Posted on 29 August 2014 by VRS |  Email |Print

The U.S. dollar is breaking out and that means a number of currency exchange-traded funds are seeing significant moves right now. Currency ETFs provide a way to access the foreign exchange (forex) market, while using the stock market to do it.
Currencies, like other assets, can spend a lot of time doing nothing, but when a major trend or reversal occurs, the moves can be large and fast-moving. Such a trend is underway now in the U.S. dollar, which affects other currencies as well………………………………………..Full Article: Source

Posted on 29 August 2014 by VRS |  Email |Print

Commodities exchanges the latest idea for city’s free trade zone, and part of its plan to establish itself as a hub for international commerce. In the latest attempt to raise the profile of its Hong Kong-style free port, Shanghai has unveiled ambitious plans to create a clutch of international commodity trading platforms in its free-trade zone (FTZ).
According to an action plan to develop the city into a centre for international commerce, major commodities including iron ore, cotton and copper will be traded on the internationalised markets inside the 28.8 sq km FTZ by 2015. The announcement follows long-heralded plans to establish international boards for crude oil futures and gold trading in the zone………………………………………..Full Article: Source

Posted on 29 August 2014 by VRS |  Email |Print

Egypt plans to get benefit from the Chicago Mercantile Exchange (CME)’s wide expertise, seeking to establish its first and biggest commodities exchange in the Middle East. Egypt’s Minister of Supply Khaled Hanafy announced Wednesday that his country, represented in officials from the Armed Forces, Cabinet and Arab Contractors Company, will start a number of meetings with CME chairman and board members.
The meetings aimed to review means of technical cooperation and support between the two countries to build the first commodities exchange in Egypt and the Middle East, dedicated for the grains and wheat………………………………………..Full Article: Source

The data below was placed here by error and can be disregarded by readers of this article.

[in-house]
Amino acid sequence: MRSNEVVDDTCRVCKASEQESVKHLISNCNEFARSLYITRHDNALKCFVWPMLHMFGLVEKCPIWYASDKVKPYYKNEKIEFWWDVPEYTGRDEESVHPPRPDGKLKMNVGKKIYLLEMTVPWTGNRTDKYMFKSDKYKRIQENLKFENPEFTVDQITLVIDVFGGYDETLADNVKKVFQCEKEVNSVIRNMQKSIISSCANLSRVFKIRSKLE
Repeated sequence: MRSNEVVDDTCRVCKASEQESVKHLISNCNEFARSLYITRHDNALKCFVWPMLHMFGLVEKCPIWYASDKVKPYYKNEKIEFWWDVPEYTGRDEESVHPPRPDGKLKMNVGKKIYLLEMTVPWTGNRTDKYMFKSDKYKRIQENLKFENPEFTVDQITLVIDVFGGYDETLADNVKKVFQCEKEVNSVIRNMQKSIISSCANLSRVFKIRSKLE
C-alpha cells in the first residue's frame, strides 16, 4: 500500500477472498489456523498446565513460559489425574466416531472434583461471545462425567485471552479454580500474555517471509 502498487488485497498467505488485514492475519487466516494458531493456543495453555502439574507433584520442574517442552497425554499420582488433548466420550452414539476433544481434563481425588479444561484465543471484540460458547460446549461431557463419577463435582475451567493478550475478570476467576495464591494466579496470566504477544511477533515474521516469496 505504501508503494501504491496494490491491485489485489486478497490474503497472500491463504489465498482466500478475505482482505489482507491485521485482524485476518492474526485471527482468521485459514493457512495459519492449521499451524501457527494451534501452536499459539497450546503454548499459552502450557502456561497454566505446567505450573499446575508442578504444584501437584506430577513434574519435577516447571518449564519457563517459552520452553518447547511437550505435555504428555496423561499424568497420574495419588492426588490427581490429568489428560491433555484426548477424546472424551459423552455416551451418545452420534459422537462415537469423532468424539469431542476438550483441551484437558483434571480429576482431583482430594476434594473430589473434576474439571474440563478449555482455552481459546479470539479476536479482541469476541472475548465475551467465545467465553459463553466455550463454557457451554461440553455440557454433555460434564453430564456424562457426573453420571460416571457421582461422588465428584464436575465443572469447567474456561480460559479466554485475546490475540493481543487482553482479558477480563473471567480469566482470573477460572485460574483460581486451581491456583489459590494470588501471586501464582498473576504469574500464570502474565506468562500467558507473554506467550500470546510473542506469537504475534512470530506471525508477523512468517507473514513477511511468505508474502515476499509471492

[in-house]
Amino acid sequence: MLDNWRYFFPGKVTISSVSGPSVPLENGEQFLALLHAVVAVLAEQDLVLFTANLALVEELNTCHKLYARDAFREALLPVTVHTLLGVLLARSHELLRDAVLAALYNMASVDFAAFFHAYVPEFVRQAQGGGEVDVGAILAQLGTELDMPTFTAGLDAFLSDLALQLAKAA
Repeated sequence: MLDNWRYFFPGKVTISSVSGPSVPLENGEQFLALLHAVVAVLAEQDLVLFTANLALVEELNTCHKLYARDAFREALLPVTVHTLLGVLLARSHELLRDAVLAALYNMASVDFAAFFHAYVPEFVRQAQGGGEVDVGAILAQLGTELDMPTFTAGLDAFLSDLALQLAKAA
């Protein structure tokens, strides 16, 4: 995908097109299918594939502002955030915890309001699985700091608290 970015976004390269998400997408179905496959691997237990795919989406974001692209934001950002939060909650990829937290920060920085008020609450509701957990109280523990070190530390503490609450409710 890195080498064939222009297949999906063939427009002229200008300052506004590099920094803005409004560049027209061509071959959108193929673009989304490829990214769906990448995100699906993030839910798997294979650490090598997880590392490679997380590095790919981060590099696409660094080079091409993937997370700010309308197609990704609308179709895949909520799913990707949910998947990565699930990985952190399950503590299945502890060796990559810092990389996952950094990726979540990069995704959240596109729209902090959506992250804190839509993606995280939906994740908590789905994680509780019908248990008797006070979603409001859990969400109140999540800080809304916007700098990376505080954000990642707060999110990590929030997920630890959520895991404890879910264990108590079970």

Posted on 29 August 2014 by VRS |  Email |Print

A forthcoming paper in the Journal of Development Economics looks at the dollar’s ascendancy to global reserve currency. Barry Eichengreen, of the University of California, Berkeley, and two economists from the ECB up-end the conventional history of when the dollar became top dog.
Economic historians have typically believed that until the second world war the British pound sterling remained the leading international currency. The system was geared in favour of sterling, the argument goes: bankers instinctively used the pound because everyone else did. Economists refer to this as inertia. An extension of this logic is that there can be only one major international reserve currency—in the same way that Blu-ray discs, not HD DVDs, came to dominate the high-definition video market. It’s easier if everyone uses the same thing………………………………………..Full Article: Source

Posted on 29 August 2014 by VRS |  Email |Print

Bitcoin, an alternative digital currency which is used to purchase goods and services online, is showing staying power, Reuters reported on Thursday, August 28. Though virtually unknown only a few years ago, the electronic currency is now catching on among more and more online vendors, including Expedia, America’s largest online travel agent, and Overstock, an online retailer.
Although bitcoin sales hardly ever represent more than one percent of total sales, Reuters says many of the vendors it interviewed expect that the online currency “will one day be as ubiquitous as the Internet.”……………………………………….Full Article: Source

Posted on 29 August 2014 by VRS |  Email |Print

Chile is set to approve a carbon tax next week, making it the second country after Mexico in Latin America to put a price on polluting. The carbon tax will go before the House of Representatives in the first week of September, as part of a broader package of tax reforms. If approved, Chile will start charging US$5 per tonne of CO2 from 2017, around $2 more than in Mexico.
“Chile is not a great contributor to greenhouse gas emissions, but we are very vulnerable. It is in our national interests to see significant commitments in terms of climate change,” said Gariazzo Rodrigo Pizarro, head of the division of environmental economics in the Chilean government………………………………………..Full Article: Source